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GCN : March 2014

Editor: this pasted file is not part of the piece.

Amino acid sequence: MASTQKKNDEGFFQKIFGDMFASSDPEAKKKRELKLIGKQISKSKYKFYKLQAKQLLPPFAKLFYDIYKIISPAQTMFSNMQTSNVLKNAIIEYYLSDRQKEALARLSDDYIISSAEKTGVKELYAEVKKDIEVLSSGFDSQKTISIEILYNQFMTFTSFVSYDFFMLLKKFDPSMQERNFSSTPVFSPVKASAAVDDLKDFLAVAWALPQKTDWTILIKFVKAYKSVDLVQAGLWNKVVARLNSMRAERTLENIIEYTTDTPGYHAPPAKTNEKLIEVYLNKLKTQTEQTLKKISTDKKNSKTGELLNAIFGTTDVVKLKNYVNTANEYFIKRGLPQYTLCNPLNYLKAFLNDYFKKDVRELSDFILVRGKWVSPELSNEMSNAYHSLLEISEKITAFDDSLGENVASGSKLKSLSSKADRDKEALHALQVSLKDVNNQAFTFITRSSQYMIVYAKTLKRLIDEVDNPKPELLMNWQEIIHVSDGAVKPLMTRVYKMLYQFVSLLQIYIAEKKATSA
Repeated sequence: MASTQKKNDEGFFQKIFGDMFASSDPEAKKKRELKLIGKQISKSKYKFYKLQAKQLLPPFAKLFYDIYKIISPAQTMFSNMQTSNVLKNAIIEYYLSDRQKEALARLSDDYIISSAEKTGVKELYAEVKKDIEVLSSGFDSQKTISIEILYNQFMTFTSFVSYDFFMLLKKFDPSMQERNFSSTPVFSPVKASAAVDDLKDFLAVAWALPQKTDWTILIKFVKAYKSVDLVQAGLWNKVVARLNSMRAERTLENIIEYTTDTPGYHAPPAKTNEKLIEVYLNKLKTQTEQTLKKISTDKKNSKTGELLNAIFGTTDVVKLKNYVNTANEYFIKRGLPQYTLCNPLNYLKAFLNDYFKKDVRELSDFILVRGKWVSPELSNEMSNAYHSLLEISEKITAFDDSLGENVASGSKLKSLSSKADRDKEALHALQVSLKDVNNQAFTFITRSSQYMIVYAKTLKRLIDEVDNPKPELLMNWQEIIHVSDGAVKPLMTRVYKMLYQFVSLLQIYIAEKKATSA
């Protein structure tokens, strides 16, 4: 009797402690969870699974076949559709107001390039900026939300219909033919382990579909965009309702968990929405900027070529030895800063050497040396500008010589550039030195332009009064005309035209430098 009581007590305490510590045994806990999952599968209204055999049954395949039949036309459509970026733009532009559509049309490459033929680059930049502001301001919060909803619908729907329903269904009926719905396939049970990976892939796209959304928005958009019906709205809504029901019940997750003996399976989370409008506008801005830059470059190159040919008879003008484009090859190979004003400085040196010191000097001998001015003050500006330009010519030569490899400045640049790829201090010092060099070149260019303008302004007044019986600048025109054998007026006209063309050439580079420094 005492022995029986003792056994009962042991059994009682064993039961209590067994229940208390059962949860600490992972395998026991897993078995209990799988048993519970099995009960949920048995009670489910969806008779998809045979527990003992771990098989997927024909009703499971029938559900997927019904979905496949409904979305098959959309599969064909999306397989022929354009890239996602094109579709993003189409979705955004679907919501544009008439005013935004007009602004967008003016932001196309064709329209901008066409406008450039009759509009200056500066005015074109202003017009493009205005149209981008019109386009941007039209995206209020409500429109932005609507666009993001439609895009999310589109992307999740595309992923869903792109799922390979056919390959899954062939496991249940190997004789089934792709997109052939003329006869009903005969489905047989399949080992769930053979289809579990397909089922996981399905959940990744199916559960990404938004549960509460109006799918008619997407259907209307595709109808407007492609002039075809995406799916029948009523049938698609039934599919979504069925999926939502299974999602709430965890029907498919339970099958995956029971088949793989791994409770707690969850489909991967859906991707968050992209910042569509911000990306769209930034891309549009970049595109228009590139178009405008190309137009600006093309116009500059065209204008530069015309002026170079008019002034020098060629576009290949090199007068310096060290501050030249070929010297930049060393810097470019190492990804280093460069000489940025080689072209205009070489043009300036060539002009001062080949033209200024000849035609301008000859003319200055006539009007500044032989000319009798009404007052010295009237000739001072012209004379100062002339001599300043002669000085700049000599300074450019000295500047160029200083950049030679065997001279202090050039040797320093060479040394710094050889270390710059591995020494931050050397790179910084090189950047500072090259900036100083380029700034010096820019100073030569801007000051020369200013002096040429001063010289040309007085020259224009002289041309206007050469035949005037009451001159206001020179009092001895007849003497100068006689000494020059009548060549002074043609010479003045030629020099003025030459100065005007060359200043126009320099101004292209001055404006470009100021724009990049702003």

program, for $525,000. With the Mobile Local Roads and Bridg- es Data Collection System (mLRBCS) in place, the tablets were distributed to the 23 planning partner agencies that would be assisting with the bridge hunt. Once all the people and technology were in place, Long still had to figure out how to best locate the bridges, especially the small ones that had dropped off anything resembling an elec- tronic record. To solve that problem, Long overlaid to- pography maps with the known road net- work. Every time a road crossed a stream or a depression, another database was checked to see if there was a known bridge in that location. If not, the planning part- ners were sent out to discover what, if any- thing, was actually there. If a bridge was found, the field workers would use the tablets to record information about it, such as its overall length, the num- ber of lanes and any special particulars. The tablets were able to stream collected data back to state headquarters for record- ing, but they could also store data until a connection is available, a feature that had to be added to account for the many rural areas of Pennsylvania where bridge hunt- ers wouldn t have a wireless signal. Security on the mLRBCS system was also added. Users going into the system through the Web portal need to provide their names and passwords. Tablet users go through a token-based identification process. In the process of surveying bridges, it was discovered that some roads had also started to disappear from the state s radar. Local or privately owned roads are not the responsibility of the state Department of Transportation. Even so, the state needed to maintain a record of the roads within its borders and report that information to federal officials. For that task, the state is using a program known as the Road Con- dition Survey Application, which uses the same technology as the app for bridges. The mLRBCS app has been running for about a year and half. Because the proj- ect has not yet been completed, the cost savings to the state are not fully known. However, Long estimates that for the two mobile efforts, the Local Road and Bridges Application and the Road Con- dition Survey Application, the state has saved about $4 million. More important, the state has now identified and can prop- erly monitor the heath and condition of 4,500 rediscovered bridges and 65,000 segments of local and private roads. And with mLRBCS now solidly in place, find- ing all the lost bridges and roads of Penn- sylvania is only a matter of time. • GCN MARCH 2014 • GCN.COM 23 Go to gcn.com/tablet and download the tablet app today! GCN MOBILE. HAS GONE Your mobile gcn.com experience --- optimized. Visit gcn.com from your smartphone and enjoy the easier navigation and new sharing options